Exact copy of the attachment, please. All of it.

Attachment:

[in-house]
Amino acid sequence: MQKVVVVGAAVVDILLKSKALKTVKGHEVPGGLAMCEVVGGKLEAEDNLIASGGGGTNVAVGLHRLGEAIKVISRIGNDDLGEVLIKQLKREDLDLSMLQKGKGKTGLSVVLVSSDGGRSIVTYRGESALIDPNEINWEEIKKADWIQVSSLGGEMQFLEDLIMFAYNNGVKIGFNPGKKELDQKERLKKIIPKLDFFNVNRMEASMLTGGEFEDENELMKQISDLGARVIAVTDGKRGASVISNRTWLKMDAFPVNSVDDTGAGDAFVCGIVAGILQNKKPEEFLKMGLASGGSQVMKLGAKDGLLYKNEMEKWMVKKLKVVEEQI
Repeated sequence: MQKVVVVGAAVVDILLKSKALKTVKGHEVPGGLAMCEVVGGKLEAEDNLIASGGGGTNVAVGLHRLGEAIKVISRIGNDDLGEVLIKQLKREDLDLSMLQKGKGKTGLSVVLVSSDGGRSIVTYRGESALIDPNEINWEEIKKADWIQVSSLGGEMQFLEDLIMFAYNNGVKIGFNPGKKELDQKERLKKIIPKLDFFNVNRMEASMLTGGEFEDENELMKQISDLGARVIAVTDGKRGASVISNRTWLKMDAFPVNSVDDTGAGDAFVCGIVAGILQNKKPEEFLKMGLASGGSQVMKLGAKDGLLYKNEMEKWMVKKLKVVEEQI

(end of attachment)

[in-house]
Amino acid sequence: MQKVVVVGAAVVDILLKSKALKTVKGHEVPGGLAMCEVVGGKLEAEDNLIASGGGGTNVAVGLHRLGEAIKVISRIGNDDLGEVLIKQLKREDLDLSMLQKGKGKTGLSVVLVSSDGGRSIVTYRGESALIDPNEINWEEIKKADWIQVSSLGGEMQFLEDLIMFAYNNGVKIGFNPGKKELDQKERLKKIIPKLDFFNVNRMEASMLTGGEFEDENELMKQISDLGARVIAVTDGKRGASVISNRTWLKMDAFPVNSVDDTGAGDAFVCGIVAGILQNKKPEEFLKMGLASGGSQVMKLGAKDGLLYKNEMEKWMVKKLKVVEEQI
Repeated sequence: MQKVVVVGAAVVDILLKSKALKTVKGHEVPGGLAMCEVVGGKLEAEDNLIASGGGGTNVAVGLHRLGEAIKVISRIGNDDLGEVLIKQLKREDLDLSMLQKGKGKTGLSVVLVSSDGGRSIVTYRGESALIDPNEINWEEIKKADWIQVSSLGGEMQFLEDLIMFAYNNGVKIGFNPGKKELDQKERLKKIIPKLDFFNVNRMEASMLTGGEFEDENELMKQISDLGARVIAVTDGKRGASVISNRTWLKMDAFPVNSVDDTGAGDAFVCGIVAGILQNKKPEEFLKMGLASGGSQVMKLGAKDGLLYKNEMEKWMVKKLKVVEEQI